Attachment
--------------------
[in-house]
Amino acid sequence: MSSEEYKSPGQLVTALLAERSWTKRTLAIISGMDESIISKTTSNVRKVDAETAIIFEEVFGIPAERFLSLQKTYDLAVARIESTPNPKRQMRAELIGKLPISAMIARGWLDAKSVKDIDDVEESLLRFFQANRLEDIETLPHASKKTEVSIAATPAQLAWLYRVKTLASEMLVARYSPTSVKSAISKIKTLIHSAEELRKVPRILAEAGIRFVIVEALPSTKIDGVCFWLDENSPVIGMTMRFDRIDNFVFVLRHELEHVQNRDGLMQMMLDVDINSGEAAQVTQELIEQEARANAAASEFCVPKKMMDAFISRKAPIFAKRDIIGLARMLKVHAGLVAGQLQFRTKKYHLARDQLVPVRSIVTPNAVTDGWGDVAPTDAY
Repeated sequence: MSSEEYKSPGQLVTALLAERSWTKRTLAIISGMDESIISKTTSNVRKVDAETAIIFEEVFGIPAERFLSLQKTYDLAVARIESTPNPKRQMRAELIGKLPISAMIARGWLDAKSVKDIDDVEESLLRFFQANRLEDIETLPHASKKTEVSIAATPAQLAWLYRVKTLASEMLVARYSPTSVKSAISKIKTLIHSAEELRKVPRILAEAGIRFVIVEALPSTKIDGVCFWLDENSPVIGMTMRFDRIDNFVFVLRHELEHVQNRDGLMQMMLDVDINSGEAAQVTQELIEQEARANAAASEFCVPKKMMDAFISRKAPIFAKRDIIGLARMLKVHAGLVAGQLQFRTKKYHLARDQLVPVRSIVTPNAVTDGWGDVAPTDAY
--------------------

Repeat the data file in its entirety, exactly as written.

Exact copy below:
[in-house]
Amino acid sequence: MSSEEYKSPGQLVTALLAERSWTKRTLAIISGMDESIISKTTSNVRKVDAETAIIFEEVFGIPAERFLSLQKTYDLAVARIESTPNPKRQMRAELIGKLPISAMIARGWLDAKSVKDIDDVEESLLRFFQANRLEDIETLPHASKKTEVSIAATPAQLAWLYRVKTLASEMLVARYSPTSVKSAISKIKTLIHSAEELRKVPRILAEAGIRFVIVEALPSTKIDGVCFWLDENSPVIGMTMRFDRIDNFVFVLRHELEHVQNRDGLMQMMLDVDINSGEAAQVTQELIEQEARANAAASEFCVPKKMMDAFISRKAPIFAKRDIIGLARMLKVHAGLVAGQLQFRTKKYHLARDQLVPVRSIVTPNAVTDGWGDVAPTDAY
Repeated sequence: MSSEEYKSPGQLVTALLAERSWTKRTLAIISGMDESIISKTTSNVRKVDAETAIIFEEVFGIPAERFLSLQKTYDLAVARIESTPNPKRQMRAELIGKLPISAMIARGWLDAKSVKDIDDVEESLLRFFQANRLEDIETLPHASKKTEVSIAATPAQLAWLYRVKTLASEMLVARYSPTSVKSAISKIKTLIHSAEELRKVPRILAEAGIRFVIVEALPSTKIDGVCFWLDENSPVIGMTMRFDRIDNFVFVLRHELEHVQNRDGLMQMMLDVDINSGEAAQVTQELIEQEARANAAASEFCVPKKMMDAFISRKAPIFAKRDIIGLARMLKVHAGLVAGQLQFRTKKYHLARDQLVPVRSIVTPNAVTDGWGDVAPTDAY